Simple but complex. This dichotomy exemplifies the value honey brings to the food and beverage industry.

Honey is simple in its essence. It's produced by honey bees in a hive. The ingredient is natural, and when used in an assortment of food and beverage products, honey is simply listed as "honey." However, honey's flavour varieties, composition and functionalities give bakers countless product formulation opportunities, making the ingredient's complexity a significant asset.

Honey is a nutritive sweetener composed of numerous sugars, including fructose (38 per cent), glucose (31 per cent), maltose (7.2 per cent) and sucrose (1.5 per cent). The colour and flavour of honey differ depending on the bees' nectar source.

Honey is more calorie-dense than its closest competitor, cane sugar, which is 100 per cent sucrose. A tablespoon of honey has 64 calories, compared to 46 calories for sugar. But honey is almost twice as sweet as sugar, allowing a formulator to get by with less, and it provides a similarly smooth, rich mouthfeel. And honey has a somewhat healthier glycaemic index, with a 55 GI ranking compared to 61 for sugar.

There are more than 300 unique kinds of honey in the United States, originating from such diverse floral sources as clover, eucalyptus and orange blossoms. This complex set of variations on a single taste theme allows food manufacturers to launch complete product lines of honey-sweetened foods, all with slightly different flavour profiles. For example, a product with buckwheat honey offers a robust flavour, while a clover or alfalfa honey provides a simpler, lighter honey taste. In general, lighter coloured honeys are mild, while darker honeys are stronger in flavour.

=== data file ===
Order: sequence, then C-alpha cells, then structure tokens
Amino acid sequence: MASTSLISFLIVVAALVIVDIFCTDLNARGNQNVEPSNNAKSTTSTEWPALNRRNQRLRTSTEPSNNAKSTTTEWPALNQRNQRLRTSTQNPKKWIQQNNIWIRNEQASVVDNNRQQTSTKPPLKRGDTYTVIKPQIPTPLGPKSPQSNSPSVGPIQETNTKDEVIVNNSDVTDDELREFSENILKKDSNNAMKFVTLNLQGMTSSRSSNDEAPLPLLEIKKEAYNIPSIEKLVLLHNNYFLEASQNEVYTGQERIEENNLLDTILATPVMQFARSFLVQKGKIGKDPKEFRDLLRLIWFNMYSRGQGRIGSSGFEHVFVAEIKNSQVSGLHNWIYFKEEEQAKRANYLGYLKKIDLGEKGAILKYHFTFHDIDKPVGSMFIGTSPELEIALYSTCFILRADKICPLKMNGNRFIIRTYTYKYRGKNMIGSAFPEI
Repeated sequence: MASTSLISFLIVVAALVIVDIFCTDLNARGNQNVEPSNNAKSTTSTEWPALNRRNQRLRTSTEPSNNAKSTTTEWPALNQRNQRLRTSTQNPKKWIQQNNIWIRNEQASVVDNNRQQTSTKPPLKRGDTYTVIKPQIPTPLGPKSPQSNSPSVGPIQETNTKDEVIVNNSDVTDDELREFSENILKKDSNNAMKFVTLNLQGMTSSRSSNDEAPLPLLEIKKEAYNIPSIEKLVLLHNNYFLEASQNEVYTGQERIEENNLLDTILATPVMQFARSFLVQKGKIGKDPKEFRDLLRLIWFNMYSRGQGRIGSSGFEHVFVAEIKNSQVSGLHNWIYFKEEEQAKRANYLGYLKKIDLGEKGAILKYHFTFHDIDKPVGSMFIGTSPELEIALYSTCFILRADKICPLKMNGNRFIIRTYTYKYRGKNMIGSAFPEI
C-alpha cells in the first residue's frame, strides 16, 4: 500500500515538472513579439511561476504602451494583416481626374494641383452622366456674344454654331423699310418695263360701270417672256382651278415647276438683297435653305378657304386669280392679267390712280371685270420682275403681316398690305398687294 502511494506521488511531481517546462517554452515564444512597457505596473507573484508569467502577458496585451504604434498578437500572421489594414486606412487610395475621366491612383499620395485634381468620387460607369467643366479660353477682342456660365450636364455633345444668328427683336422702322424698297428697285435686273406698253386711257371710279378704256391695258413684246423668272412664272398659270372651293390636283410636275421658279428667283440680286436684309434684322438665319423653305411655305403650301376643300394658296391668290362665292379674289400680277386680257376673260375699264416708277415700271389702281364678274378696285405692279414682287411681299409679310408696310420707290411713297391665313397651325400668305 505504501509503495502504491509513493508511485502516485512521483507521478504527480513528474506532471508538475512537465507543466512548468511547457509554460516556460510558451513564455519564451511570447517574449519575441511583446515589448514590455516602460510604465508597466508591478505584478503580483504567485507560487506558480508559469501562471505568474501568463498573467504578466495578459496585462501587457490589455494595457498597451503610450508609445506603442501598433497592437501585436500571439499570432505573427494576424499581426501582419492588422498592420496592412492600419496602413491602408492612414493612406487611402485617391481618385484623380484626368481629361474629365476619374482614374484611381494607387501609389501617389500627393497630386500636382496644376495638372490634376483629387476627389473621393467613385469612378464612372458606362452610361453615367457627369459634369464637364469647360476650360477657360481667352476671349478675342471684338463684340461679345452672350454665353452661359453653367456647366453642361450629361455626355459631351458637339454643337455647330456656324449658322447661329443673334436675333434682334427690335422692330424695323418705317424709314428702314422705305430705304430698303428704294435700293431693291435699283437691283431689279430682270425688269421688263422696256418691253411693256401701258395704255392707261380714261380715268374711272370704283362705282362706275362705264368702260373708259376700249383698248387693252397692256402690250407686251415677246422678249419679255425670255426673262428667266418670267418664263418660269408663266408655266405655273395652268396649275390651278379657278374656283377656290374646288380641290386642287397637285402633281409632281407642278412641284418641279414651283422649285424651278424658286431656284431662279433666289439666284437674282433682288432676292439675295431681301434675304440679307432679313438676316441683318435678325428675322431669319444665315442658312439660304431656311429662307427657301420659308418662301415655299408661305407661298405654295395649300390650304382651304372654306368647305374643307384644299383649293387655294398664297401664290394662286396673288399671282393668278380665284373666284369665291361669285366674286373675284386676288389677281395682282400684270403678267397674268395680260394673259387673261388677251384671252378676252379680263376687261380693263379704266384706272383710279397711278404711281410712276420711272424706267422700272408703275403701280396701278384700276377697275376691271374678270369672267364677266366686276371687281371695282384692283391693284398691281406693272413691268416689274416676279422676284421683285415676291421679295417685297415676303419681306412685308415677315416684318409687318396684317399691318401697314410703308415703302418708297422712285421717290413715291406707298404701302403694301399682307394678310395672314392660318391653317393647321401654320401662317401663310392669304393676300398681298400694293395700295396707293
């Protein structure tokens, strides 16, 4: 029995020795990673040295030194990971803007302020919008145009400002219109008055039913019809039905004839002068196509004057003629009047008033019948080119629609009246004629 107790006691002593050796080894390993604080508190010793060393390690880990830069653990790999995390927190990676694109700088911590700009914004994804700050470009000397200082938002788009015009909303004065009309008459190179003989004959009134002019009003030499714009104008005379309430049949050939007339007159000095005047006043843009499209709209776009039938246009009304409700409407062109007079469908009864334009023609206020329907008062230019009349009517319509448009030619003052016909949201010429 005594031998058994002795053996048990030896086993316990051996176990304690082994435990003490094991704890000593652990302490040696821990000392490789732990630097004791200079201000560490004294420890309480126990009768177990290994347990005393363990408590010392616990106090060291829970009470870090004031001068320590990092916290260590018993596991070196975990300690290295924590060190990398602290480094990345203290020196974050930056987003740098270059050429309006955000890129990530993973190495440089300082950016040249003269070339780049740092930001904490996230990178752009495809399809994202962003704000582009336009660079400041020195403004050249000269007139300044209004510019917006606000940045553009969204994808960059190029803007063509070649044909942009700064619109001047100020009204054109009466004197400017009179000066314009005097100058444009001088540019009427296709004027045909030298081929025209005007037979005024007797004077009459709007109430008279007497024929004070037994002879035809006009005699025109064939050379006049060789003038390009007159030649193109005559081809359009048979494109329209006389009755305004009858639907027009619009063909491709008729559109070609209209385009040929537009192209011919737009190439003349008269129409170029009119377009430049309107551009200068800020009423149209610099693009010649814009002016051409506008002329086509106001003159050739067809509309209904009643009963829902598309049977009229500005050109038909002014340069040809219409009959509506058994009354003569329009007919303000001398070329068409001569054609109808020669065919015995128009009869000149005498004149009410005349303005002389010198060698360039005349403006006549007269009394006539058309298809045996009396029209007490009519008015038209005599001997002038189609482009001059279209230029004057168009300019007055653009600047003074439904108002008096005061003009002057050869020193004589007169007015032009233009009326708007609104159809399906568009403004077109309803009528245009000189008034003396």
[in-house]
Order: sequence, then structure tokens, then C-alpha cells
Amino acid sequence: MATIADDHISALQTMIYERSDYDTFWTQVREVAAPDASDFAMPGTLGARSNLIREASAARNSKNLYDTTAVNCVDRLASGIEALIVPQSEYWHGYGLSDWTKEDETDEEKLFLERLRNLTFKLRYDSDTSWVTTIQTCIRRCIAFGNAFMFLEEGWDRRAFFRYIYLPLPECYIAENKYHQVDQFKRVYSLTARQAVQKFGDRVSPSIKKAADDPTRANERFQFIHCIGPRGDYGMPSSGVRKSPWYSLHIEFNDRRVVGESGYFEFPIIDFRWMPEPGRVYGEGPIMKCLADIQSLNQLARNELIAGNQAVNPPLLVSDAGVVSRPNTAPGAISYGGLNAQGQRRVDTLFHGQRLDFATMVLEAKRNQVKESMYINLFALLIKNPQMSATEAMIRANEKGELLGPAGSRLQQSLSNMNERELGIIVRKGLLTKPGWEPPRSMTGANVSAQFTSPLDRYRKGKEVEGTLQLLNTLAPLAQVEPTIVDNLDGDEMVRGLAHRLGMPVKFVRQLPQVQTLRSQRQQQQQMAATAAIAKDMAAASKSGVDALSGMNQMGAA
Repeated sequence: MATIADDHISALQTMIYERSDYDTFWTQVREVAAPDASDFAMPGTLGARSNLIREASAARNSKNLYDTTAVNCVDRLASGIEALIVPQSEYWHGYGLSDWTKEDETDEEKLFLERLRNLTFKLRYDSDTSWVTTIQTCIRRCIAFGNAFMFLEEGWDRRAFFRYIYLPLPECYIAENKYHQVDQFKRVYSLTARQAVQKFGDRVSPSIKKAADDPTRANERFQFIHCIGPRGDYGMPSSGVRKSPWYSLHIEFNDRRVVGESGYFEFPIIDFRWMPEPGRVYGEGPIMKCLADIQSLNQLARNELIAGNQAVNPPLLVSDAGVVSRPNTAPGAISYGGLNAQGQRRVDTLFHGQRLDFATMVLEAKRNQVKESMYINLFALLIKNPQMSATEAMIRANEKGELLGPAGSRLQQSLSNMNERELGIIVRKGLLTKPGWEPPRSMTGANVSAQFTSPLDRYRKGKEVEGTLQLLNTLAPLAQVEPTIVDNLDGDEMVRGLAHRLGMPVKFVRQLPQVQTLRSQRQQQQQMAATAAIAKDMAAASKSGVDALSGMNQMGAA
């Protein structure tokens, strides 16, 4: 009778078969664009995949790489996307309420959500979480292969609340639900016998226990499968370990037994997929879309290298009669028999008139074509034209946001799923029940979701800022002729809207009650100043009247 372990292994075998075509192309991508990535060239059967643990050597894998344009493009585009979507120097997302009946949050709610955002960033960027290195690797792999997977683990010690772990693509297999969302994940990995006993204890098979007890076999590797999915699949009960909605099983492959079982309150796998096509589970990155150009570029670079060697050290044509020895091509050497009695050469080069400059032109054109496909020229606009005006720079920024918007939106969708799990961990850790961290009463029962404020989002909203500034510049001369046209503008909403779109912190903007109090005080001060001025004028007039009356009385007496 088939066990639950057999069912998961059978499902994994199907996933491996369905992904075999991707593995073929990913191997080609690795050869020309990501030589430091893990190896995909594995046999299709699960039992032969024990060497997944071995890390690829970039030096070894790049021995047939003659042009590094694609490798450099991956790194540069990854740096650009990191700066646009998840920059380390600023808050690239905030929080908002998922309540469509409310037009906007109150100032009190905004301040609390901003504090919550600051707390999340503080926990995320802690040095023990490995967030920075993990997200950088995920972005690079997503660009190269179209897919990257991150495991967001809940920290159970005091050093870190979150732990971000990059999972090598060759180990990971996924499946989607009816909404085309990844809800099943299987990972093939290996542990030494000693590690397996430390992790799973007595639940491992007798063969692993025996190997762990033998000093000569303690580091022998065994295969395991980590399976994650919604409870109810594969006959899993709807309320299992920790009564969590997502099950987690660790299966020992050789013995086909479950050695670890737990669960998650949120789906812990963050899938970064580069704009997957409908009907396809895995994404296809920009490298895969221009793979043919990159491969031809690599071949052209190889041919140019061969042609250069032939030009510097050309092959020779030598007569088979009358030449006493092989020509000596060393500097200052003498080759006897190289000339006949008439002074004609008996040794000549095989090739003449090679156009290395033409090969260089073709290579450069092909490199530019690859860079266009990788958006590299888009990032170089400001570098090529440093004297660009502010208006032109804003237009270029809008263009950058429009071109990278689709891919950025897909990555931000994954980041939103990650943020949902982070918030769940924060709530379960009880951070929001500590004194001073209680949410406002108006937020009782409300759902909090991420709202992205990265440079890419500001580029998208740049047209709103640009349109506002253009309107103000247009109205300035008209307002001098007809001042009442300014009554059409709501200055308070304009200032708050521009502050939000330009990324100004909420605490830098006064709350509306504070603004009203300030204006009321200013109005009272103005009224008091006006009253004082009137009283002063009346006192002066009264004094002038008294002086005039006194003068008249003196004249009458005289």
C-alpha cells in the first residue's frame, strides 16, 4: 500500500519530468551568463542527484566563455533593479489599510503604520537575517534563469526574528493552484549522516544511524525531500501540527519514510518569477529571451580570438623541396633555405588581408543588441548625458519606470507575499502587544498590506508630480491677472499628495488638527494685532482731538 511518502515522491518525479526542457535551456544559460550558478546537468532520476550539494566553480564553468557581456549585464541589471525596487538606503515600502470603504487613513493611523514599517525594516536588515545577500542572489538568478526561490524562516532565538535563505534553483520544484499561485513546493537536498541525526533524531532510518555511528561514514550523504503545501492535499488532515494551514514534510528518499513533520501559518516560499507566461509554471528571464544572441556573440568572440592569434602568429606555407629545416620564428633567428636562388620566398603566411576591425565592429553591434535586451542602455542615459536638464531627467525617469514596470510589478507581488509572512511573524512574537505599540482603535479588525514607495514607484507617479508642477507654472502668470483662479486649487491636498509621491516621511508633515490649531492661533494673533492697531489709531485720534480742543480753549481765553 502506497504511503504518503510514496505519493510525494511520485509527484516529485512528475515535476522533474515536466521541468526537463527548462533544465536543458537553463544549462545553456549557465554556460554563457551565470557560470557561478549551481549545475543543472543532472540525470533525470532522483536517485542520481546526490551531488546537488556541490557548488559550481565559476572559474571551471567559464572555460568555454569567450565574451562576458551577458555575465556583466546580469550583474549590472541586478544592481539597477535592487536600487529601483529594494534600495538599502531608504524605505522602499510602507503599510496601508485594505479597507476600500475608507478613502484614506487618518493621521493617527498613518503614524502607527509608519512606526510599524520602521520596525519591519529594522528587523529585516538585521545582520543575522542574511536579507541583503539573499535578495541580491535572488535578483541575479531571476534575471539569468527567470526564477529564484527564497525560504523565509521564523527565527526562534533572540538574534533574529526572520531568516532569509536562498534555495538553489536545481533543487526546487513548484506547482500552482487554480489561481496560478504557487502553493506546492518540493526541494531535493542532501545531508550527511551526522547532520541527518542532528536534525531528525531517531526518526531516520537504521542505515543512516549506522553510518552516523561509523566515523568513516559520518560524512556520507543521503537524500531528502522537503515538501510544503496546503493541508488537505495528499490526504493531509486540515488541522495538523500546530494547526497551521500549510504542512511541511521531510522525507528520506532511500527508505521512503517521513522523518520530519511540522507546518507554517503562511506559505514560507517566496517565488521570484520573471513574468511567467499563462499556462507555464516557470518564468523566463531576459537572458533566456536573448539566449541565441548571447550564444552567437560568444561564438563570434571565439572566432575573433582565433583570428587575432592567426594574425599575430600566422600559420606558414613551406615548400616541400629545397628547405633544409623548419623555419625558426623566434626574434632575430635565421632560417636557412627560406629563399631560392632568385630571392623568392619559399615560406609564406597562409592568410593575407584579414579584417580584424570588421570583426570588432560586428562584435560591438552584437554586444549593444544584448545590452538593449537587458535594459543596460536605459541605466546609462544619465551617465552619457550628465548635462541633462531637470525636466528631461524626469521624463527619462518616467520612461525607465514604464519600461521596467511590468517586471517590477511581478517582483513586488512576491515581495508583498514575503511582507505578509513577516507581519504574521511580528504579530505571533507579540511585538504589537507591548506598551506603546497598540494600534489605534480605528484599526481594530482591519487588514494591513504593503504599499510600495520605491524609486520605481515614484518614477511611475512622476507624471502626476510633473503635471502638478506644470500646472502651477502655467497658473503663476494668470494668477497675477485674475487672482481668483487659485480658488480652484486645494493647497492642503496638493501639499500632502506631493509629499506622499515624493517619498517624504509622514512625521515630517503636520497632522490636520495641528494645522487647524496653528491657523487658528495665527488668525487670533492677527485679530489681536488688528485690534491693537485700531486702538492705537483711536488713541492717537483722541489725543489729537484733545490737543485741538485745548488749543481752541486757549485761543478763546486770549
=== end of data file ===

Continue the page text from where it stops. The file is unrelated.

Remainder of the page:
Besides imparting positive flavour and functional attributes, honey also helps food manufacturers launch products that conform to dominant consumer trends. Today's consumers want products that are natural, familiar and have a clean label.

There is a certain trust that goes into products with ingredients to which consumers can relate. This especially holds true for sweeteners, which have recently been put under the microscope by consumers, the government and food manufacturers. Fortunately, honey's usage as a natural sweetener conforms to consumers' desires for a product that is both natural and has a familiar name with positive connotations.

Honey's familiarity also proves beneficial for food manufacturers trying to clean up and minimise their ingredient listings. Due to its ability to impart functional and flavour attributes, honey can be used as an important ingredient in a variety of clean-label products.

Applications aplenty
Honey usage in the food and beverage industry runs the gamut from whole grain bagels to hard candy. In the baking industry, honey has many uses, from serving as a natural sweetener to retaining moisture in cakes. The recent growth of breads and rolls with whole and ancient grains has caused bakers to look to honey's sweet flavour profile to mask the sometimes bitter flavour notes that whole grains impart. In these products, honey also serves as an exceptional marketing tool with many bakers using "honey" to enhance a product's name, such as "honey whole wheat bread."

In snack foods, especially salty snacks, honey is used to complement an assortment of flavours, from barbecue to chipotle. In savory snacks and food bars, honey is used as a natural sweetener in products positioned toward consumers looking to make all-natural product decisions.

Honey's usage in the food and beverage industry continues to grow as consumer trends run parallel to the ingredient's many benefits. For more information on honey and its many uses, visit www.honey.com

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